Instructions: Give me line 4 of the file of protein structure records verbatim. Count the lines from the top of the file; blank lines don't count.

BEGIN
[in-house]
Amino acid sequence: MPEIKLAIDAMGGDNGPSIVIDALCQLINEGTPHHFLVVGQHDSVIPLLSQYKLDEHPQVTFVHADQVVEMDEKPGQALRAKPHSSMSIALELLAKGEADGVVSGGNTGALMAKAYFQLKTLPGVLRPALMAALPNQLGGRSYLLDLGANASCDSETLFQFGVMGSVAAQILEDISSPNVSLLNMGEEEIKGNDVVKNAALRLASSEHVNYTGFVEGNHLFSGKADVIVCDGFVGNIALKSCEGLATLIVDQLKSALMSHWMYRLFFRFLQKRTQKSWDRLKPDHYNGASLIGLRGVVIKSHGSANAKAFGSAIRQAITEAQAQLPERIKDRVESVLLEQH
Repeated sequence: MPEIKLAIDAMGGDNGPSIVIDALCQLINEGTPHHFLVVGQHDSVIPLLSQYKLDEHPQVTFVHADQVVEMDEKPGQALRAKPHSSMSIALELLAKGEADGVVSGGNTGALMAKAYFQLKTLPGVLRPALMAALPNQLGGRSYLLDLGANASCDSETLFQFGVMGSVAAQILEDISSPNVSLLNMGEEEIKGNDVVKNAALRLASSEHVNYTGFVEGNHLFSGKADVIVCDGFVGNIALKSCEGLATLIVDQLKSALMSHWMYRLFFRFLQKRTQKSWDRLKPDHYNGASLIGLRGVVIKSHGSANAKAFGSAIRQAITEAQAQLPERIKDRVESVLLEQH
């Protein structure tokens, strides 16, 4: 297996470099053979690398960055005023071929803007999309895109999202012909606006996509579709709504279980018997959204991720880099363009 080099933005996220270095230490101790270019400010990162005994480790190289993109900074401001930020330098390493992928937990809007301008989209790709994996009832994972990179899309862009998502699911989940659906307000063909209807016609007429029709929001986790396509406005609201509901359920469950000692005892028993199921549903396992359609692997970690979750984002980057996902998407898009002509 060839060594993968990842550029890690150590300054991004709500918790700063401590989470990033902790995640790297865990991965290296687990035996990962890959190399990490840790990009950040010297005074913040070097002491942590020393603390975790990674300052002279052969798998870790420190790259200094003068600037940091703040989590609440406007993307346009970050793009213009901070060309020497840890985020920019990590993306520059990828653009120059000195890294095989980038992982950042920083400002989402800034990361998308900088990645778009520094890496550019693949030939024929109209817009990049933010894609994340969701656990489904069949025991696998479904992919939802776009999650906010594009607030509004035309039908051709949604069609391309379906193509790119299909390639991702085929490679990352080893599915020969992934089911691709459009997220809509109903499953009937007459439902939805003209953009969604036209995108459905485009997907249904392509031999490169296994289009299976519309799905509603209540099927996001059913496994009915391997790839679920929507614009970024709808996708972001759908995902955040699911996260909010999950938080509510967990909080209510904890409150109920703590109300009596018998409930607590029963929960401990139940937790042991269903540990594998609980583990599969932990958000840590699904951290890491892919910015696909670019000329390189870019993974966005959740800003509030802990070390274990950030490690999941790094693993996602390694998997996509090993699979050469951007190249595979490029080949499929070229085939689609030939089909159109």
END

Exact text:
């Protein structure tokens, strides 16, 4: 297996470099053979690398960055005023071929803007999309895109999202012909606006996509579709709504279980018997959204991720880099363009 080099933005996220270095230490101790270019400010990162005994480790190289993109900074401001930020330098390493992928937990809007301008989209790709994996009832994972990179899309862009998502699911989940659906307000063909209807016609007429029709929001986790396509406005609201509901359920469950000692005892028993199921549903396992359609692997970690979750984002980057996902998407898009002509 060839060594993968990842550029890690150590300054991004709500918790700063401590989470990033902790995640790297865990991965290296687990035996990962890959190399990490840790990009950040010297005074913040070097002491942590020393603390975790990674300052002279052969798998870790420190790259200094003068600037940091703040989590609440406007993307346009970050793009213009901070060309020497840890985020920019990590993306520059990828653009120059000195890294095989980038992982950042920083400002989402800034990361998308900088990645778009520094890496550019693949030939024929109209817009990049933010894609994340969701656990489904069949025991696998479904992919939802776009999650906010594009607030509004035309039908051709949604069609391309379906193509790119299909390639991702085929490679990352080893599915020969992934089911691709459009997220809509109903499953009937007459439902939805003209953009969604036209995108459905485009997907249904392509031999490169296994289009299976519309799905509603209540099927996001059913496994009915391997790839679920929507614009970024709808996708972001759908995902955040699911996260909010999950938080509510967990909080209510904890409150109920703590109300009596018998409930607590029963929960401990139940937790042991269903540990594998609980583990599969932990958000840590699904951290890491892919910015696909670019000329390189870019993974966005959740800003509030802990070390274990950030490690999941790094693993996602390694998997996509090993699979050469951007190249595979490029080949499929070229085939689609030939089909159109």